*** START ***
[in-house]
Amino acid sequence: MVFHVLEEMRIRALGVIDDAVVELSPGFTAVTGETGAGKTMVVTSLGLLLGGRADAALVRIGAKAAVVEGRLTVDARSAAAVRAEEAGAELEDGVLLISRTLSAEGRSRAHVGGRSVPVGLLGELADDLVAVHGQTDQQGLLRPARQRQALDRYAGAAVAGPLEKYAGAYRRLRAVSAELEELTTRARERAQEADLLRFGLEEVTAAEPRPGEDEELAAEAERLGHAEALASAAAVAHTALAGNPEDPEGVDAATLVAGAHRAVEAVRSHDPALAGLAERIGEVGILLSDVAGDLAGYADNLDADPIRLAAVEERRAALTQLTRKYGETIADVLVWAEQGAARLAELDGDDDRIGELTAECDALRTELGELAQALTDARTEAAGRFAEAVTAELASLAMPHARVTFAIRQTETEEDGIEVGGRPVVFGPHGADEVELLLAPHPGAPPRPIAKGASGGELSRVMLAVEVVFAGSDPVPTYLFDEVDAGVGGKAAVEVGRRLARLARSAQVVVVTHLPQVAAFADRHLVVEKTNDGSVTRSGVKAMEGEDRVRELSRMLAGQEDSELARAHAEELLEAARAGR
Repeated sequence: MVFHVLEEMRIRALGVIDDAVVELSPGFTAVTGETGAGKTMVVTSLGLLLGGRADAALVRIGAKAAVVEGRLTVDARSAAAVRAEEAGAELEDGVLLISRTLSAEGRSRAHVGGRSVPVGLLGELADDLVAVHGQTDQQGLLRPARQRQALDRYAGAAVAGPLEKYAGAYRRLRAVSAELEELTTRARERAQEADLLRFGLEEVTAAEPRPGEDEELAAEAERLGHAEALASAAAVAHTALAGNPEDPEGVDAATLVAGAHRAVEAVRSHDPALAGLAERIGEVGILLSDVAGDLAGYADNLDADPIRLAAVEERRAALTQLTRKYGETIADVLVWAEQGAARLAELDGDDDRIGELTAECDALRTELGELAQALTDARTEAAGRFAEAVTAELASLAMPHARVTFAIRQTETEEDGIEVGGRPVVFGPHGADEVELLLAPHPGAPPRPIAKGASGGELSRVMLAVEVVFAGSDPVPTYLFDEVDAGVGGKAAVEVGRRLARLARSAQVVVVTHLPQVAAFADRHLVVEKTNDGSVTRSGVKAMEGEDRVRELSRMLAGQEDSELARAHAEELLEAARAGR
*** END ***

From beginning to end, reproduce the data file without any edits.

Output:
[in-house]
Amino acid sequence: MVFHVLEEMRIRALGVIDDAVVELSPGFTAVTGETGAGKTMVVTSLGLLLGGRADAALVRIGAKAAVVEGRLTVDARSAAAVRAEEAGAELEDGVLLISRTLSAEGRSRAHVGGRSVPVGLLGELADDLVAVHGQTDQQGLLRPARQRQALDRYAGAAVAGPLEKYAGAYRRLRAVSAELEELTTRARERAQEADLLRFGLEEVTAAEPRPGEDEELAAEAERLGHAEALASAAAVAHTALAGNPEDPEGVDAATLVAGAHRAVEAVRSHDPALAGLAERIGEVGILLSDVAGDLAGYADNLDADPIRLAAVEERRAALTQLTRKYGETIADVLVWAEQGAARLAELDGDDDRIGELTAECDALRTELGELAQALTDARTEAAGRFAEAVTAELASLAMPHARVTFAIRQTETEEDGIEVGGRPVVFGPHGADEVELLLAPHPGAPPRPIAKGASGGELSRVMLAVEVVFAGSDPVPTYLFDEVDAGVGGKAAVEVGRRLARLARSAQVVVVTHLPQVAAFADRHLVVEKTNDGSVTRSGVKAMEGEDRVRELSRMLAGQEDSELARAHAEELLEAARAGR
Repeated sequence: MVFHVLEEMRIRALGVIDDAVVELSPGFTAVTGETGAGKTMVVTSLGLLLGGRADAALVRIGAKAAVVEGRLTVDARSAAAVRAEEAGAELEDGVLLISRTLSAEGRSRAHVGGRSVPVGLLGELADDLVAVHGQTDQQGLLRPARQRQALDRYAGAAVAGPLEKYAGAYRRLRAVSAELEELTTRARERAQEADLLRFGLEEVTAAEPRPGEDEELAAEAERLGHAEALASAAAVAHTALAGNPEDPEGVDAATLVAGAHRAVEAVRSHDPALAGLAERIGEVGILLSDVAGDLAGYADNLDADPIRLAAVEERRAALTQLTRKYGETIADVLVWAEQGAARLAELDGDDDRIGELTAECDALRTELGELAQALTDARTEAAGRFAEAVTAELASLAMPHARVTFAIRQTETEEDGIEVGGRPVVFGPHGADEVELLLAPHPGAPPRPIAKGASGGELSRVMLAVEVVFAGSDPVPTYLFDEVDAGVGGKAAVEVGRRLARLARSAQVVVVTHLPQVAAFADRHLVVEKTNDGSVTRSGVKAMEGEDRVRELSRMLAGQEDSELARAHAEELLEAARAGR